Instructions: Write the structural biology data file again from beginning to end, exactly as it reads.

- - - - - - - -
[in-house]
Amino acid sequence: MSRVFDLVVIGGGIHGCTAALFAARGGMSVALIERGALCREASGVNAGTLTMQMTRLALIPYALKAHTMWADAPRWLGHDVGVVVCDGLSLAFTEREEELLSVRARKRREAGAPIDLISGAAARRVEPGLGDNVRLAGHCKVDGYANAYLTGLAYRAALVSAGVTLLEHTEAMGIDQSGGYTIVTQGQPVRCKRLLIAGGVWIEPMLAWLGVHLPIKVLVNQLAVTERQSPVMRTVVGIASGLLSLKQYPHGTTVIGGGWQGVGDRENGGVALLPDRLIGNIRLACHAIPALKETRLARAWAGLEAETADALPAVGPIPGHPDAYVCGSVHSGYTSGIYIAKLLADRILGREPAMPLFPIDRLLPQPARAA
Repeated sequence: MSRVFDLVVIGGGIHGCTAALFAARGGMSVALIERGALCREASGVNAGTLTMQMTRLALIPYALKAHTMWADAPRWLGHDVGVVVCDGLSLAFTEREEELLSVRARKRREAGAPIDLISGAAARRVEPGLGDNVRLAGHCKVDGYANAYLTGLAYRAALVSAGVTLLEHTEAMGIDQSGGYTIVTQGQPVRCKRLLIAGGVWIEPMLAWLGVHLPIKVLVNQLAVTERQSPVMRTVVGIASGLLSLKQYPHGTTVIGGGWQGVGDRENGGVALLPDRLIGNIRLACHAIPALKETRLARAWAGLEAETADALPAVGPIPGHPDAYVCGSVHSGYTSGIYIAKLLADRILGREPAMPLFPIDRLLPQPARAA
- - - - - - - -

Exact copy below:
[in-house]
Amino acid sequence: MSRVFDLVVIGGGIHGCTAALFAARGGMSVALIERGALCREASGVNAGTLTMQMTRLALIPYALKAHTMWADAPRWLGHDVGVVVCDGLSLAFTEREEELLSVRARKRREAGAPIDLISGAAARRVEPGLGDNVRLAGHCKVDGYANAYLTGLAYRAALVSAGVTLLEHTEAMGIDQSGGYTIVTQGQPVRCKRLLIAGGVWIEPMLAWLGVHLPIKVLVNQLAVTERQSPVMRTVVGIASGLLSLKQYPHGTTVIGGGWQGVGDRENGGVALLPDRLIGNIRLACHAIPALKETRLARAWAGLEAETADALPAVGPIPGHPDAYVCGSVHSGYTSGIYIAKLLADRILGREPAMPLFPIDRLLPQPARAA
Repeated sequence: MSRVFDLVVIGGGIHGCTAALFAARGGMSVALIERGALCREASGVNAGTLTMQMTRLALIPYALKAHTMWADAPRWLGHDVGVVVCDGLSLAFTEREEELLSVRARKRREAGAPIDLISGAAARRVEPGLGDNVRLAGHCKVDGYANAYLTGLAYRAALVSAGVTLLEHTEAMGIDQSGGYTIVTQGQPVRCKRLLIAGGVWIEPMLAWLGVHLPIKVLVNQLAVTERQSPVMRTVVGIASGLLSLKQYPHGTTVIGGGWQGVGDRENGGVALLPDRLIGNIRLACHAIPALKETRLARAWAGLEAETADALPAVGPIPGHPDAYVCGSVHSGYTSGIYIAKLLADRILGREPAMPLFPIDRLLPQPARAA